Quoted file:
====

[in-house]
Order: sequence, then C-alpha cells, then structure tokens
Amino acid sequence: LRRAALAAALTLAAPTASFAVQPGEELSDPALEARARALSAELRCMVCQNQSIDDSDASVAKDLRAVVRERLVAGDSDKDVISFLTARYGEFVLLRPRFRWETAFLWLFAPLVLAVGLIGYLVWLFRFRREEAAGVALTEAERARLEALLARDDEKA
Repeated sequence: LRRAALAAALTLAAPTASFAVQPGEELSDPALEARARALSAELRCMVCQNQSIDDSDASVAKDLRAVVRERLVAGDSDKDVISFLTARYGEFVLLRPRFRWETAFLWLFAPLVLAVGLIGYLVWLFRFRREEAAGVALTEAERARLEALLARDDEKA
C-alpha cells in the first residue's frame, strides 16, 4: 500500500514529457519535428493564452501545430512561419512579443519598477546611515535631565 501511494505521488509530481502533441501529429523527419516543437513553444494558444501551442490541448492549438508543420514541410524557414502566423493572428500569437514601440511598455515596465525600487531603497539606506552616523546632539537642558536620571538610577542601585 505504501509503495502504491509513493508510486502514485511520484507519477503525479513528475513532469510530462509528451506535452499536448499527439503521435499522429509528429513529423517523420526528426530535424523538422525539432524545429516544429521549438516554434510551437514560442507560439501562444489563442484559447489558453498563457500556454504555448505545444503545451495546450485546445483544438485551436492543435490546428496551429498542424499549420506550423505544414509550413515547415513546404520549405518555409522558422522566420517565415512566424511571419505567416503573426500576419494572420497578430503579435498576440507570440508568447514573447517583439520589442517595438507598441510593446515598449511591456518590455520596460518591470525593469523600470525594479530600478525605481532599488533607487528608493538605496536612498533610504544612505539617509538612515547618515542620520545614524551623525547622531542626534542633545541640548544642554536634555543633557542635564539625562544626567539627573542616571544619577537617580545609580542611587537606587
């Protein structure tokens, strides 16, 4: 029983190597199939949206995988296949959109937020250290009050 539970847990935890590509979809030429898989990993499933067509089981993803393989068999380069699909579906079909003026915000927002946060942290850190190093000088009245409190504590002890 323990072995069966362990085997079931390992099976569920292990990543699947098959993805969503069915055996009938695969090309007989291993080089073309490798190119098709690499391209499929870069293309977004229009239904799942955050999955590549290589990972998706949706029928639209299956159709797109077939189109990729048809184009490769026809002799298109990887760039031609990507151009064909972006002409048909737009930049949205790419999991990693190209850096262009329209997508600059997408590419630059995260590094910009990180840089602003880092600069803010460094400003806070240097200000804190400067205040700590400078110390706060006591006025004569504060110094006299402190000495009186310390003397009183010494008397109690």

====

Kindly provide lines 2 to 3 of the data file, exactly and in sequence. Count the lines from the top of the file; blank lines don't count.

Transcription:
Order: sequence, then C-alpha cells, then structure tokens
Amino acid sequence: LRRAALAAALTLAAPTASFAVQPGEELSDPALEARARALSAELRCMVCQNQSIDDSDASVAKDLRAVVRERLVAGDSDKDVISFLTARYGEFVLLRPRFRWETAFLWLFAPLVLAVGLIGYLVWLFRFRREEAAGVALTEAERARLEALLARDDEKA